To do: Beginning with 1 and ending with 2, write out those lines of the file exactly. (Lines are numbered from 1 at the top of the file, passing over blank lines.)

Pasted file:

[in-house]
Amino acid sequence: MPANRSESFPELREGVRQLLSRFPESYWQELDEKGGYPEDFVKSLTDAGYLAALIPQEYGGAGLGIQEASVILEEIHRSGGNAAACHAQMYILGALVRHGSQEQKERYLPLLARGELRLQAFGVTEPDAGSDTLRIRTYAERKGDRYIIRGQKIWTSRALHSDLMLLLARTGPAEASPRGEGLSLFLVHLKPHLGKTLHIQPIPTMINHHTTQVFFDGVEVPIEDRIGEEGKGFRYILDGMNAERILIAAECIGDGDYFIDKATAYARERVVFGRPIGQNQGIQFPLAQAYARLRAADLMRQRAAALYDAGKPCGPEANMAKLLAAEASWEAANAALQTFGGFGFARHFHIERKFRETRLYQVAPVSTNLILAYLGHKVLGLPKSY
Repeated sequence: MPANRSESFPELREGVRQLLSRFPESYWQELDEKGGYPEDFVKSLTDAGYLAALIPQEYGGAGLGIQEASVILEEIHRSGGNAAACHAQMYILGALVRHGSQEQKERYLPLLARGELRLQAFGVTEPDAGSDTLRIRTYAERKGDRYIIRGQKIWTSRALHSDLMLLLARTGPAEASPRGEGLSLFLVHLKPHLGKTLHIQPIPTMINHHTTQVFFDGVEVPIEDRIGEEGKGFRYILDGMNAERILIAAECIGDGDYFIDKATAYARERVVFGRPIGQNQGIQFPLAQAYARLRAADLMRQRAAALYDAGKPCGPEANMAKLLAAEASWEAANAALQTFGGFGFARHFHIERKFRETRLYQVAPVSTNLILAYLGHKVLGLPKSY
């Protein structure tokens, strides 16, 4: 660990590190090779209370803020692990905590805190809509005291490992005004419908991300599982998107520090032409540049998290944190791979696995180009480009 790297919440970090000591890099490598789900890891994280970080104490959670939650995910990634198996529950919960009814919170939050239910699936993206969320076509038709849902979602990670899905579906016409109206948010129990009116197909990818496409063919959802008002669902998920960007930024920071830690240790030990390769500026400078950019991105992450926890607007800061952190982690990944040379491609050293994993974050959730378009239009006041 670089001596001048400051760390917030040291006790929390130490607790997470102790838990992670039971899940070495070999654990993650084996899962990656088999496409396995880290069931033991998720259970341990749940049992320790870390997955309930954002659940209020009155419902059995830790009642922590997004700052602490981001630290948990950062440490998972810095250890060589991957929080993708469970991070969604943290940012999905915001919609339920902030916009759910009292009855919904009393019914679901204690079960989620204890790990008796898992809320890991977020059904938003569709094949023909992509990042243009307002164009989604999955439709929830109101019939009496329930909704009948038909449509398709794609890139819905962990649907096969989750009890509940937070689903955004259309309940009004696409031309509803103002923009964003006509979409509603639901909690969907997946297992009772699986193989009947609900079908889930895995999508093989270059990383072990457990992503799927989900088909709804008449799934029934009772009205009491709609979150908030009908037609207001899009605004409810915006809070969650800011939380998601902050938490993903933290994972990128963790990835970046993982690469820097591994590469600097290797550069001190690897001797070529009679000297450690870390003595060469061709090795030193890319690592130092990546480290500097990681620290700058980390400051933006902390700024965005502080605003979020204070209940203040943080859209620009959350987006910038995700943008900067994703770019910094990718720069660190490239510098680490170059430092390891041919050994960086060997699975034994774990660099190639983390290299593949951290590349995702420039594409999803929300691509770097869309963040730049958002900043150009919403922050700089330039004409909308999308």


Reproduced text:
[in-house]
Amino acid sequence: MPANRSESFPELREGVRQLLSRFPESYWQELDEKGGYPEDFVKSLTDAGYLAALIPQEYGGAGLGIQEASVILEEIHRSGGNAAACHAQMYILGALVRHGSQEQKERYLPLLARGELRLQAFGVTEPDAGSDTLRIRTYAERKGDRYIIRGQKIWTSRALHSDLMLLLARTGPAEASPRGEGLSLFLVHLKPHLGKTLHIQPIPTMINHHTTQVFFDGVEVPIEDRIGEEGKGFRYILDGMNAERILIAAECIGDGDYFIDKATAYARERVVFGRPIGQNQGIQFPLAQAYARLRAADLMRQRAAALYDAGKPCGPEANMAKLLAAEASWEAANAALQTFGGFGFARHFHIERKFRETRLYQVAPVSTNLILAYLGHKVLGLPKSY